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By Prof. Salt
#2311177
Also stop in at Roy's and talk to the guys at the fly fishing counter. They have a lot of experience and are truly helpful. They also do classes once in a while to help you develop the casting skills and minimize bad habits.
User avatar
By TrailChaser
#2311203
Sea Striker Jingo wrote:Could anyone maybe supply me with a pdf or pic. Guide explaining how to cast how to work etc. Sounds sad but I am completely new to for fishing



I really suggest joining a fly fishing club and finding a member who's nice enough to get you casting right, right from the start. The worst thing you can do is learn wrong, then have to break bad habits to learn the correct way. Like using your wrist instead of your arm. I definitely recommend watching a bunch of youtube videos to familiarize yourself. If you do plan on learning on your own, record yourself casting so you can hopefully see what you're doing wrong and correct it.(like creeping backcast, and not stopping at the end of your casts)

Check out Lefty Kreh's tutorials.. Best salt water instructor you can find. (RIP)
https://www.youtube.com/watch?v=57Ux1pq ... WCiFMgFI_y
#2311219
ben_beyer wrote:Here's a playlist I have on my YouTube. I got lessonsat BPS years ago and used YouTube tutorials when I got a fly rod 4 years ago. I would recommend seeing if any shops near you have beginner casting lesson days and go. I know FTU has them on occassion.

https://www.youtube.com/playlist?list=P ... YYYIoVDYSf
Thanks

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#2311221
TrailChaser wrote:
Sea Striker Jingo wrote:Could anyone maybe supply me with a pdf or pic. Guide explaining how to cast how to work etc. Sounds sad but I am completely new to for fishing



I really suggest joining a fly fishing club and finding a member who's nice enough to get you casting right, right from the start. The worst thing you can do is learn wrong, then have to break bad habits to learn the correct way. Like using your wrist instead of your arm. I definitely recommend watching a bunch of youtube videos to familiarize yourself. If you do plan on learning on your own, record yourself casting so you can hopefully see what you're doing wrong and correct it.(like creeping backcast, and not stopping at the end of your casts)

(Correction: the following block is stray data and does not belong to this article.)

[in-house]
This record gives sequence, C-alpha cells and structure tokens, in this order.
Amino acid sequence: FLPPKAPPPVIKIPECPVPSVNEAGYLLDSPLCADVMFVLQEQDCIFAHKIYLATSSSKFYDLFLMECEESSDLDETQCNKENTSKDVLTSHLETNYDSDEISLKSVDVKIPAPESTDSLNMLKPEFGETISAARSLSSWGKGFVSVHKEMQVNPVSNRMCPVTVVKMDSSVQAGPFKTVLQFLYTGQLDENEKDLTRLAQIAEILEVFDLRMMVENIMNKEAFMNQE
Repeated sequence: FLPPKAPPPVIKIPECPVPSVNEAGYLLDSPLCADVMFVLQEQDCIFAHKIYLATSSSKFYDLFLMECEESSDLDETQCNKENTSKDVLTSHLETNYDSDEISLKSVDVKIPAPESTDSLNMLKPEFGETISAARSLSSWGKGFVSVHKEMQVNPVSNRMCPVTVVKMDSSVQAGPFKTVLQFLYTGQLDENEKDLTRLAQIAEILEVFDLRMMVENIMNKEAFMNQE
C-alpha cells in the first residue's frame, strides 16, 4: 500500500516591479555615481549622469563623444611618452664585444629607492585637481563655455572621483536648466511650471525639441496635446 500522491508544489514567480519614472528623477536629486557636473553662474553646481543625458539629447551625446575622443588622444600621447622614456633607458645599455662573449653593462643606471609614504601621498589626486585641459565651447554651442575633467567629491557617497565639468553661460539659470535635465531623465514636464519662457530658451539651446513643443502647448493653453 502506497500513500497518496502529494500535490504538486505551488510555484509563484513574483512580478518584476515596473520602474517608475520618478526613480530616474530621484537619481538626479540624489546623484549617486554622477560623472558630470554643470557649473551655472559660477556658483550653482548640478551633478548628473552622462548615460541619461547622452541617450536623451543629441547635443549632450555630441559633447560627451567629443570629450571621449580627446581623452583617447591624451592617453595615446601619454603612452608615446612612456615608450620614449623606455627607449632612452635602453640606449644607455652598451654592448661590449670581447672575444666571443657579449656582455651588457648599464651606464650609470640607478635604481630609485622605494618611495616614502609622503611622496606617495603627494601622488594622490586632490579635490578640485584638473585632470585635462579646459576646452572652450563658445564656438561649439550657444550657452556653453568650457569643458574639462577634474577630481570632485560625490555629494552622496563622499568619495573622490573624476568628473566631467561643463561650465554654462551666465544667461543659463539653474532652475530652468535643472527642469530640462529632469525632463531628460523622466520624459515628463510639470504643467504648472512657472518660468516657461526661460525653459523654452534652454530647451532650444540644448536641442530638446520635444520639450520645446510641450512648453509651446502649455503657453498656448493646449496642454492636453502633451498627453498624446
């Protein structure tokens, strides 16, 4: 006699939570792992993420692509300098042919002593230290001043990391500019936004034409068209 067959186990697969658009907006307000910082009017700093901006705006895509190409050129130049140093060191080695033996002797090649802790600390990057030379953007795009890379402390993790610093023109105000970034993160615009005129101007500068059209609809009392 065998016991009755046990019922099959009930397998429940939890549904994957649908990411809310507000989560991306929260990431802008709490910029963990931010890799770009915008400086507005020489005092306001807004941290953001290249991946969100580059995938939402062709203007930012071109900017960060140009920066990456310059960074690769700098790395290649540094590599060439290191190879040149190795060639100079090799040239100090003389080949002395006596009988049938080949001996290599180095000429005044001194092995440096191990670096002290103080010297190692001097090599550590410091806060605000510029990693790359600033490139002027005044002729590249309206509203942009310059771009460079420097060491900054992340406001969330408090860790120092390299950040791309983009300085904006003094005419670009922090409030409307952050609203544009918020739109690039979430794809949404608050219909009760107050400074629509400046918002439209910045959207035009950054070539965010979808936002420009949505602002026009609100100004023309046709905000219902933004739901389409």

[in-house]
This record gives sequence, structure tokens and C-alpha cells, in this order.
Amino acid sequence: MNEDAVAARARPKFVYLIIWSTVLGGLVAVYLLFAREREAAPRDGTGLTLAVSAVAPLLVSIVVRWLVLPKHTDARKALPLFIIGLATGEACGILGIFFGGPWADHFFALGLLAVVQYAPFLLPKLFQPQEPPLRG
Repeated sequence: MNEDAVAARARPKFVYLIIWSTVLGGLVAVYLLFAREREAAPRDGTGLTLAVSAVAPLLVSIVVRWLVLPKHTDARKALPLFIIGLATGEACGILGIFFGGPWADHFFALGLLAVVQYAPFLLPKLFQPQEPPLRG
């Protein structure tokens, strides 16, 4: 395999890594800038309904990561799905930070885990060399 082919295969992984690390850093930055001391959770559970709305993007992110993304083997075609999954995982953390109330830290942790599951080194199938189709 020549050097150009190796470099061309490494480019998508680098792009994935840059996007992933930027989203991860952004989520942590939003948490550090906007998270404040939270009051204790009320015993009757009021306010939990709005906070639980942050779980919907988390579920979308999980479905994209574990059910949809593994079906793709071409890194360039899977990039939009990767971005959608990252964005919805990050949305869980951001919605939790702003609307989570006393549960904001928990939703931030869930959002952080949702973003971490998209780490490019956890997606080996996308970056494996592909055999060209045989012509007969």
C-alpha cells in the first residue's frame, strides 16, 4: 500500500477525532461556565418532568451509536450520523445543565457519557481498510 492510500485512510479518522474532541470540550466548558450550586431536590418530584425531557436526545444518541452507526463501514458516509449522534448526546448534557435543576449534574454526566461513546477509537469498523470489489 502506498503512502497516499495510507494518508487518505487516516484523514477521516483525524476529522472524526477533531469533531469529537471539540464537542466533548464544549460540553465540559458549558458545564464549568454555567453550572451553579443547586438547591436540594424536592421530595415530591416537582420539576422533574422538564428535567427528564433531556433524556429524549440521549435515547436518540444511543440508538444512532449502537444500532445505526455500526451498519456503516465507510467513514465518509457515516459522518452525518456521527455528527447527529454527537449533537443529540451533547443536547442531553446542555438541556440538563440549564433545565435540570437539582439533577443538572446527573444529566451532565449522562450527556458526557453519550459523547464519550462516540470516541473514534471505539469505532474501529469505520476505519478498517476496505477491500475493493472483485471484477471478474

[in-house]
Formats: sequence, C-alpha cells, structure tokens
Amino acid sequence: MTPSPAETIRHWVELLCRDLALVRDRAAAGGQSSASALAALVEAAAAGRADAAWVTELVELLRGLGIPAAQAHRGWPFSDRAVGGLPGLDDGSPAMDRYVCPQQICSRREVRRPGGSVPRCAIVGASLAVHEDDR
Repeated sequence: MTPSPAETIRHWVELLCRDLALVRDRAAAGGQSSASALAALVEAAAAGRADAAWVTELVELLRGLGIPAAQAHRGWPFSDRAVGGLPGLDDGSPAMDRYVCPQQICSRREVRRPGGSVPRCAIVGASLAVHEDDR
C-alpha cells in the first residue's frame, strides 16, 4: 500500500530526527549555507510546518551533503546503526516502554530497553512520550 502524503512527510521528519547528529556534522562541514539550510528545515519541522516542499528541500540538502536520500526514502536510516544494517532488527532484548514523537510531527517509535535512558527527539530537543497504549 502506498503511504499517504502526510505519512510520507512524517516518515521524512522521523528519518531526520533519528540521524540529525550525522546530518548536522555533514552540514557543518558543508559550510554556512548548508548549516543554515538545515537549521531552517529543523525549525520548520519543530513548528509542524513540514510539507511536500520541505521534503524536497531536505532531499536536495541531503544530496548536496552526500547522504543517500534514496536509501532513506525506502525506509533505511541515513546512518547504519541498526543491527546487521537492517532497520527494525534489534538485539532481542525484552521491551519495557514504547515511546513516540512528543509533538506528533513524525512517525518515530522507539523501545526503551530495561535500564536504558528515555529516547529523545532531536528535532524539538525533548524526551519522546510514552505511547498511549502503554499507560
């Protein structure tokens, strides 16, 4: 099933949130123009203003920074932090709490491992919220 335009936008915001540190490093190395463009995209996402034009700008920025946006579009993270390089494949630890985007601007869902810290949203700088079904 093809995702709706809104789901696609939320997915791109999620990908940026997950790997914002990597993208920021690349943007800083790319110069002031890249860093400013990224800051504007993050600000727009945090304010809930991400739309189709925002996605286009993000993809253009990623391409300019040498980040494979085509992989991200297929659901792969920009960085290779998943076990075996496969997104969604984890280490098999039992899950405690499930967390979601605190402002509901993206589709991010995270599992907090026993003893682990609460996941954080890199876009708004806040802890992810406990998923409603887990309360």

Check out Lefty Kreh's tutorials.. Best salt water instructor you can find. (RIP)
https://www.youtube.com/watch?v=57Ux1pq ... WCiFMgFI_y
Thanks. Rip:(

Sent from my SM-G960U using Tapatalk
User avatar
By 2 Weight Willie
#2311227
Prof. Salt wrote:With winds laying all morning, I took the opportunity to get out the 2 weight fly rod and play with a few reds. I had to tie a very light fly crab, but it worked well. I found a cruising school along the shoreline and got set up for a shot. The fly landed just ahead of the school and within half a second the line came tight. After a couple of minutes of wrangling the fish with the very light rod, twenty six inches of redfish slid into the net- Nice! I ended up losing the crab so I switched to the 6 weight and caught one more 23" red and a 17" trout to round out the catch. Not a bad stroll in the flats this morning!
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What rod and reel do you use

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By Ron Mc
#2311259
a rod that would be totally nebulous and inappropriate for a beginner.
You could only learn bad habits trying to cast without the feedback of line weight, and any fish you caught would abuse them.
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By Prof. Salt
#2311274
Ron Mc wrote:a rod that would be totally nebulous and inappropriate for a beginner.
You could only learn bad habits trying to cast without the feedback of line weight, and any fish you caught would abuse them.